You know, I think I saw that sort of thing demoed in a Stew-Mac tech tip. Just for a start, though, the saddle should be the same distance from the 12th fret as the 12th is from the nut + 2mm to get into the ballpark of the right intonation, So..., do the measurements and you'll be able to see if you have enough back-up room to do it.

You're right that it will sharpen the break angle but there may be a solution to it since you haven't been able to get the action low enough. If you're not against doing a little surgery on the bridge itself, you could lower the top of the slot at least on the back side where the additional bone will rest. As drawn, the backset saddle is ramped to the front. It's better to have a roll off on the back side of the saddle, Given enough room to go back and down, things should work out fine, though. As long as you don't have to lower the bridge too much in front of the slot to get the right action, there shouldn't be a structural issue. Share the measurements with us when you get them.

That said, Rusty's experience with these doesn't bode well for the outcome. Intonation for classical guitars has been a topic of great interest and tooth gnashing. Greg Byers has all the equations and know-how to really set one up to sound great, but he acknowleges that it all goes out the window when you change to a different brand or style of strings.


My drawing is pretty rough. I did intend to have a rolloff on the back side of the saddle.

I've shimmed my current saddle along the front to get it to sit up as straight as possible, to bring the breakpoint as far back as possible.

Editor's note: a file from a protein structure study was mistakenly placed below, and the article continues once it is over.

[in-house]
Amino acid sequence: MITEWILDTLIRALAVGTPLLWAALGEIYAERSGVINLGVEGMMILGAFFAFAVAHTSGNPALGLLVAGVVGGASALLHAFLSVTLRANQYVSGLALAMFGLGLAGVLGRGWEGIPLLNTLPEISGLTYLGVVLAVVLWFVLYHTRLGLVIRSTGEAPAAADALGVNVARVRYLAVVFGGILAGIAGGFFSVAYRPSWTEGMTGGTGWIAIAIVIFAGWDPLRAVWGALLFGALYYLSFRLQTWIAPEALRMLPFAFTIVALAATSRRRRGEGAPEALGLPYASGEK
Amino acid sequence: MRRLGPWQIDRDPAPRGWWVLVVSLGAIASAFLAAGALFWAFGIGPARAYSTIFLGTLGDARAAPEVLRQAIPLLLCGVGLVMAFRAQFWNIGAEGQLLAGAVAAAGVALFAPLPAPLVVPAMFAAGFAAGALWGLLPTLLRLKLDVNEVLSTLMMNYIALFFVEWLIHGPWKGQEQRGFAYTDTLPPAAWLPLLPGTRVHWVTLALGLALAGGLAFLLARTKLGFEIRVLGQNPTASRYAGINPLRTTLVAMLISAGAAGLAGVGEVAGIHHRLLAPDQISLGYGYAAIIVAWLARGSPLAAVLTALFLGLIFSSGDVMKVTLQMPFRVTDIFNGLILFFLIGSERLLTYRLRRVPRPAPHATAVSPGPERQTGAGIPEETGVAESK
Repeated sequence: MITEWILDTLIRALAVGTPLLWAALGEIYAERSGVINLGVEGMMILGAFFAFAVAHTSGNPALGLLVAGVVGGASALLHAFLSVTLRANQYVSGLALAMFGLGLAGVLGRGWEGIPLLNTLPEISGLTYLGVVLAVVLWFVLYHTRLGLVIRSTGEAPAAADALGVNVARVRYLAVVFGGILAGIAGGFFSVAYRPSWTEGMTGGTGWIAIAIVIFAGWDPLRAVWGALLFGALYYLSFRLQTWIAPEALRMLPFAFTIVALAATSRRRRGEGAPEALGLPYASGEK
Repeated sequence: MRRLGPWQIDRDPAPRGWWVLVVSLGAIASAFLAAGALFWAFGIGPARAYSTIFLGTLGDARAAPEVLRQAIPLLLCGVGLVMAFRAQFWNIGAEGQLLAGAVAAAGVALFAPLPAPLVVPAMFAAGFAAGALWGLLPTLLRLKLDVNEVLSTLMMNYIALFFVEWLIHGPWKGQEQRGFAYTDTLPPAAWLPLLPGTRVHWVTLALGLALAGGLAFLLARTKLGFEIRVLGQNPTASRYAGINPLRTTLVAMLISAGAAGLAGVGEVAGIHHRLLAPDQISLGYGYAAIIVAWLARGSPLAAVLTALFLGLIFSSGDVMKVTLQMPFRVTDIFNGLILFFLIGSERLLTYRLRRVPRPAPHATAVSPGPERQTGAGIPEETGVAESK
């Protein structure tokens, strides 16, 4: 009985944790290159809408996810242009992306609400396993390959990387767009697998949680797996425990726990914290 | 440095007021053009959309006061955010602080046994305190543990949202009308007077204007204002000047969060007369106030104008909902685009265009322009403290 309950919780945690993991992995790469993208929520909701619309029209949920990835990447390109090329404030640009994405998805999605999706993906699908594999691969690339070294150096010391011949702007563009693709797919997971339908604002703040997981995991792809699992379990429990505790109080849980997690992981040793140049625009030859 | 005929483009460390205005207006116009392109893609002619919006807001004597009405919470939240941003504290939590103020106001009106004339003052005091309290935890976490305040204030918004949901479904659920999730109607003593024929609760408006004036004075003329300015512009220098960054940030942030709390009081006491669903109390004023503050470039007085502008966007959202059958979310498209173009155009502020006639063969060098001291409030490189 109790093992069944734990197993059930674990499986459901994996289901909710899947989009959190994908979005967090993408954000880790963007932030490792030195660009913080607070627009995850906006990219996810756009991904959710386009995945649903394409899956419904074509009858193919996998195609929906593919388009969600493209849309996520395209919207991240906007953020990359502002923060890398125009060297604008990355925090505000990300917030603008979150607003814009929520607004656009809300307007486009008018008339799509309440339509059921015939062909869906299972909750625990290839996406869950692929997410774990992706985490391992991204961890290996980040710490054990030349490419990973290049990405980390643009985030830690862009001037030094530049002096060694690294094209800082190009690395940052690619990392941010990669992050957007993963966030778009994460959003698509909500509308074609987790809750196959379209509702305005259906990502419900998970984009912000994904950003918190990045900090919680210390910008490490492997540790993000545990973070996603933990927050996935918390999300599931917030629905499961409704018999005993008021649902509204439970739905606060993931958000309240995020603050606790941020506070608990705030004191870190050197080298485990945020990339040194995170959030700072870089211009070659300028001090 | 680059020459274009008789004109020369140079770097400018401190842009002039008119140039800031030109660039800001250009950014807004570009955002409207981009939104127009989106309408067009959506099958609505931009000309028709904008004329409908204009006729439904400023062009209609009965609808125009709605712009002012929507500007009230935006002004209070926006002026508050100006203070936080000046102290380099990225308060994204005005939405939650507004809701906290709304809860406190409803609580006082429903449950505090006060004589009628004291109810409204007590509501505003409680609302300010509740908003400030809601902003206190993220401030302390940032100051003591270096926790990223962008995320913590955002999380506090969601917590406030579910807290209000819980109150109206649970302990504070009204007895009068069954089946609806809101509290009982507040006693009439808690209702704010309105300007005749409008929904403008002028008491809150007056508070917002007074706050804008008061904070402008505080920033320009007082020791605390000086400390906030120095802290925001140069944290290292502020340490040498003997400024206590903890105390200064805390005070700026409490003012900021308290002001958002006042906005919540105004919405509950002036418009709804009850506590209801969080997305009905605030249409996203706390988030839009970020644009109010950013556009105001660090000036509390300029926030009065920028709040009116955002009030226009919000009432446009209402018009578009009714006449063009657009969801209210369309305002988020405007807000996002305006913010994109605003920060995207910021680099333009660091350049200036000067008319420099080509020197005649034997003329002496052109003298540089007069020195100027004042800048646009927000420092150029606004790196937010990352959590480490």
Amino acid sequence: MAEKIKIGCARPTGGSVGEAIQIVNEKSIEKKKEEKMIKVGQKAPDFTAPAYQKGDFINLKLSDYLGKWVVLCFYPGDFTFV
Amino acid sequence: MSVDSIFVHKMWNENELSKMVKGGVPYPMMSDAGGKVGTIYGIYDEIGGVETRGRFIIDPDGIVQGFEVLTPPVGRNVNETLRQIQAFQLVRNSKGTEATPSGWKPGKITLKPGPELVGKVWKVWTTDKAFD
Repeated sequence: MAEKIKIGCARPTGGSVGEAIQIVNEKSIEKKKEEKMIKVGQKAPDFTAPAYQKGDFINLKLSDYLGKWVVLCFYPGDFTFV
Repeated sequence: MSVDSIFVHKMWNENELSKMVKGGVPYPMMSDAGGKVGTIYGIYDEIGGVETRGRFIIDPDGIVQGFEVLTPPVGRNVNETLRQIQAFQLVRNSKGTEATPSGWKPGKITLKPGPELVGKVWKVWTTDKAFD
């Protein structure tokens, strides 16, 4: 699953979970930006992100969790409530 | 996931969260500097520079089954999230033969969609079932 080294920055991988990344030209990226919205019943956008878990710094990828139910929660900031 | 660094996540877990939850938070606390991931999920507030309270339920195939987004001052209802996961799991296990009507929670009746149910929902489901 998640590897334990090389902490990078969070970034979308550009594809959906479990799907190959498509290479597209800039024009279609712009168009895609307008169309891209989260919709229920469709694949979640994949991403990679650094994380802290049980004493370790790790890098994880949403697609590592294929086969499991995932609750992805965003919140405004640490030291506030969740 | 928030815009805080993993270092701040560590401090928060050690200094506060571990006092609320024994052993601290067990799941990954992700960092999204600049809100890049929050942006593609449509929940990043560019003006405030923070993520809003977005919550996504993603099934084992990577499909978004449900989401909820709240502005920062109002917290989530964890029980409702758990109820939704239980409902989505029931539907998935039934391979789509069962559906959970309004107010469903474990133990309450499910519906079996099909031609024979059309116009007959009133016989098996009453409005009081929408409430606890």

But I've read that a saddle for an under-saddle pickup should be a little thin and loose for the slot.

My current saddle was loose and tilting forward before I shimmed it (it's probably really a 3/32, not a 1/8).

I guess the backset saddle should be a little loose in the slot, too, which means it too will tilt -- so I'll have to factor that in.

Being a classical guitarist primarily, I don't gnash my teeth too much about intonation as long as it's OK below the 12th fret ;-) My main CG is pretty well intonated, to my ears.


Greg if its playing sharp on all strings, why not pop the nut off put a shimm on the fretboard to move the nut back till the intonation is correct, you will have to sand whatever the shim is off the back of the nut,Seems easier than making a stepped saddle to me
Mark, this is not the way to go with this problem because setting the nut back will blow the intonation of the first few frets clear out of the water. There are builders like Greg Byers who selectively set back certain strings like the G string but, even then, the setback is only on the order of ~0.15mm, or 0.6 gnat's asses.


Thanks for the suggestion. I've been reading about nut adjustments for intonation problems, but I don't quite follow the logic of it.

If I capo my Godin at the first fret and test the harmonics against the fretted notes at the 13th fret, the fretted notes are all sharp there, too. Ditto if I capo at the 2nd fret and test at the 14th fret.